Trying to Break My Writer's Block

I started the new year hoping to jump back into writing. I started off strong, but as soon as the winter break energy ran out, it seems the writing stopped again.

I think part of the challenge has been trying to figure out something meaningful to say every time I write. This has led to a lot of partially written posts, with little published. Compared to my first year, I am more self-conscious about my writing. I don't have the excuse of being brand new anymore. So I want each sentence I write to convey that I am a truly thoughtful and effective educator.

For now, I have ten minutes on the timer. I think that giving myself a goal of just writing for the sake of writing might be useful. Also I don't have to publish everything I write. And I can work on one piece for a longer amount of time.

The big idea I'm wrestling with now is the idea of trade offs. No matter where you teach, you're forced to accept them. I know this to be true. You might find a school with the right type of pedagogy, but a lack of student or teacher diversity. You might find a school with a commitment to educational equity, but it's a charter school. So yes there are trade offs, but I'm also trying to clarify my non-negotiables. I want to be realistic and open-minded, but I also want to stand up for what I know to be right.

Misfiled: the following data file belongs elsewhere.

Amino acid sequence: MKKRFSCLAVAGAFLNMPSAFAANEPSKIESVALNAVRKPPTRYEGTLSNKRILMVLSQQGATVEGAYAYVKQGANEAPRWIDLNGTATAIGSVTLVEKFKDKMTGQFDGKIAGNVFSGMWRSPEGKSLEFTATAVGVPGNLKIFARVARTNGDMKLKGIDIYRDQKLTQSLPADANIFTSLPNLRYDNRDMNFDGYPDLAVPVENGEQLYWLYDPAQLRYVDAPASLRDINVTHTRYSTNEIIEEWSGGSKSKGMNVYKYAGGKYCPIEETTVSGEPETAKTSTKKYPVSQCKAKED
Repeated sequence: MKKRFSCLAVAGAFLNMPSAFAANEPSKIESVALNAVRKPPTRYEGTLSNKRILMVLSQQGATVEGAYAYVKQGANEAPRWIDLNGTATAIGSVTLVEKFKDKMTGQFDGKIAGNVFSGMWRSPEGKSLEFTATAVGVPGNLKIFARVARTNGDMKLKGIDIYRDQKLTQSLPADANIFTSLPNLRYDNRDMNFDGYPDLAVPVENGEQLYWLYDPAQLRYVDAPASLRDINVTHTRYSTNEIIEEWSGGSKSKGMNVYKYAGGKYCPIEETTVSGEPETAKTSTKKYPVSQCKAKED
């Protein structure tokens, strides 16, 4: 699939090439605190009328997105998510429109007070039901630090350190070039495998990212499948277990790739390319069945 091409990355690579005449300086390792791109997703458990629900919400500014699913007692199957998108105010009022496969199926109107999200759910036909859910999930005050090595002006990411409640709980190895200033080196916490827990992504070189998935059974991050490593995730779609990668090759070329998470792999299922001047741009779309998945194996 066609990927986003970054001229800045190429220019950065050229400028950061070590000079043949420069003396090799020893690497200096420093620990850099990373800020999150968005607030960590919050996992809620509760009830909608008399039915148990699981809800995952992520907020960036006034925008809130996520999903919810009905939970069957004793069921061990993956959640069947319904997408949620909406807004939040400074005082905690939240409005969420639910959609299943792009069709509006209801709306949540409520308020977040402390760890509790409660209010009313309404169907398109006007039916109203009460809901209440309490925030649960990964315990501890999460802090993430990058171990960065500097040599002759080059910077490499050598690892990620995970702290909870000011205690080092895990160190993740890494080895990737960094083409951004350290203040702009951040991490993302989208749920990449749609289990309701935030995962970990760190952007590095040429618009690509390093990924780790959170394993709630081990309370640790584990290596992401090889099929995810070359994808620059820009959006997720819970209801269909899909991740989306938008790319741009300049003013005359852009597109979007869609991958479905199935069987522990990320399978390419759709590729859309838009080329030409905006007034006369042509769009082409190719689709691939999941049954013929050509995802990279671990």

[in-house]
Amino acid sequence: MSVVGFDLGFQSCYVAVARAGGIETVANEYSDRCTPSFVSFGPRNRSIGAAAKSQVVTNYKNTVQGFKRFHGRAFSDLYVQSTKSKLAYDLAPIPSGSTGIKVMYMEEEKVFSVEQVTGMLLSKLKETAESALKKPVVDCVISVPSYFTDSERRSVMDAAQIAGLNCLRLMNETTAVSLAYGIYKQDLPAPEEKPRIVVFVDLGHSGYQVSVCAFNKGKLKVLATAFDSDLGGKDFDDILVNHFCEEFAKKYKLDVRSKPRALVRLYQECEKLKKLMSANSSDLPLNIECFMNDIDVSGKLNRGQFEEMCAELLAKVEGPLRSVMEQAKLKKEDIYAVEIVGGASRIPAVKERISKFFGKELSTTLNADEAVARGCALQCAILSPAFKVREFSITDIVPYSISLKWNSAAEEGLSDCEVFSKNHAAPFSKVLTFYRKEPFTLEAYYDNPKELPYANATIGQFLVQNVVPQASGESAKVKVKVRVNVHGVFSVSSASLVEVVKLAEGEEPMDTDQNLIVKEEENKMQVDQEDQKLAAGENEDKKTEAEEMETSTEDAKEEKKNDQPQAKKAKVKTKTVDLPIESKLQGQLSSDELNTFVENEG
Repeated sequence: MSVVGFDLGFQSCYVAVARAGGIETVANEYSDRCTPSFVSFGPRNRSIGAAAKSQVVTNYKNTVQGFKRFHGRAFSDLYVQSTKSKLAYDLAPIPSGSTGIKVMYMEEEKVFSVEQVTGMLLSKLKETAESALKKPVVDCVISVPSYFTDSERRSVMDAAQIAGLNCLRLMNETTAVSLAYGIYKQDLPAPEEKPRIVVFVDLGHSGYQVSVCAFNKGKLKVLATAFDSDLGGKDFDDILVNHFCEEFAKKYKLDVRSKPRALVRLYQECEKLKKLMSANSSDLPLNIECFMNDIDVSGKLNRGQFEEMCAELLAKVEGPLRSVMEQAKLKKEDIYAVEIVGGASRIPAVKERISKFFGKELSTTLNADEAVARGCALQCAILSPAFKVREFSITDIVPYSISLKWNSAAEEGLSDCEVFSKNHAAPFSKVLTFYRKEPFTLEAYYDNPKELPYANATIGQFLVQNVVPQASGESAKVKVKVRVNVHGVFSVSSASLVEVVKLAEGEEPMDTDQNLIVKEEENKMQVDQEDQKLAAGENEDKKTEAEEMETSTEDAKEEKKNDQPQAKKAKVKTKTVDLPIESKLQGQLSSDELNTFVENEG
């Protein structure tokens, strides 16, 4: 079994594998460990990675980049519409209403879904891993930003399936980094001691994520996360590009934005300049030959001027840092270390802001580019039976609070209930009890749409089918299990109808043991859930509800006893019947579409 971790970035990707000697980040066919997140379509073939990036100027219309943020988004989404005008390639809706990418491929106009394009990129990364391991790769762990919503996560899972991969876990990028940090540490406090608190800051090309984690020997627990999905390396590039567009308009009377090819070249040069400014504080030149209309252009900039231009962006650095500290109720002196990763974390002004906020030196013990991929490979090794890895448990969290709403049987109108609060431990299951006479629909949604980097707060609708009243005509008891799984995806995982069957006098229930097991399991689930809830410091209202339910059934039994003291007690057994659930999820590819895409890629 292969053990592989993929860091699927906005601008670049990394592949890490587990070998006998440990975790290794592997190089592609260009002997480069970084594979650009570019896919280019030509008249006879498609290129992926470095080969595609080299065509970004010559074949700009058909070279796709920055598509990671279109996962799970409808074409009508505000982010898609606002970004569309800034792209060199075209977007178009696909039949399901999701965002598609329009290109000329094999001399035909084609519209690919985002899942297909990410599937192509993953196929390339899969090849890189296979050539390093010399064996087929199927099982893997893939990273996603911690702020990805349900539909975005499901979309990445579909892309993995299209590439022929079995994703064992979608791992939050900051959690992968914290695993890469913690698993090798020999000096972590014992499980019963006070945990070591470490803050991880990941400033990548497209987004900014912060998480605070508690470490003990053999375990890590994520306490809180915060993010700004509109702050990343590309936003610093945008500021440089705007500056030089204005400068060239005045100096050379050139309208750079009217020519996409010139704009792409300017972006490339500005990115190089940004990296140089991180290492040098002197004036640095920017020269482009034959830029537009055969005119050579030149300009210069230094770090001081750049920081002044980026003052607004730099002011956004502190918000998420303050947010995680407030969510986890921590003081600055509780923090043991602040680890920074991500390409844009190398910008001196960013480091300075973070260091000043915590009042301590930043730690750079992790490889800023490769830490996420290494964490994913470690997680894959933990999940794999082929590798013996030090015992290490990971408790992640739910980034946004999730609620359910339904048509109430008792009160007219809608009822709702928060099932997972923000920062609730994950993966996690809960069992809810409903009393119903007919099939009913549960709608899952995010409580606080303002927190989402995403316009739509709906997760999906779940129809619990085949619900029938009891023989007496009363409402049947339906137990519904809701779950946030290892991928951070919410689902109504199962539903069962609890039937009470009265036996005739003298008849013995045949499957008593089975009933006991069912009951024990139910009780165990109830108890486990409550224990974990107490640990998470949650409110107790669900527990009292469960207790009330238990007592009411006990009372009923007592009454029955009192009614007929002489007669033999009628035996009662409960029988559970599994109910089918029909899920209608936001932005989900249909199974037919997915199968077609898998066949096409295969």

In my 10th year as an educator, I feel like I've figured out what my core beliefs are. At this point, I have a pretty clear sense of the system I'm working in. So I'm beginning to wonder if my core beliefs are incompatible or impossible within the education system. I left the classroom (prematurely) after four years because I wanted to have a bigger impact. I wanted to try to change the system.

Since returning to the classroom I've learned a great deal and grown a lot as a teacher. But in some ways the more I've learned, the more I've come to understand the education system as damaging and oppressive to the kids I teach. This leads me to another puzzle of teaching I think I've always had. How do I reconcile the fact that as a teacher I am an immensely powerful force in a young person's life, and at the same time I often feel powerless to affect the things that matter most in my students' lives?


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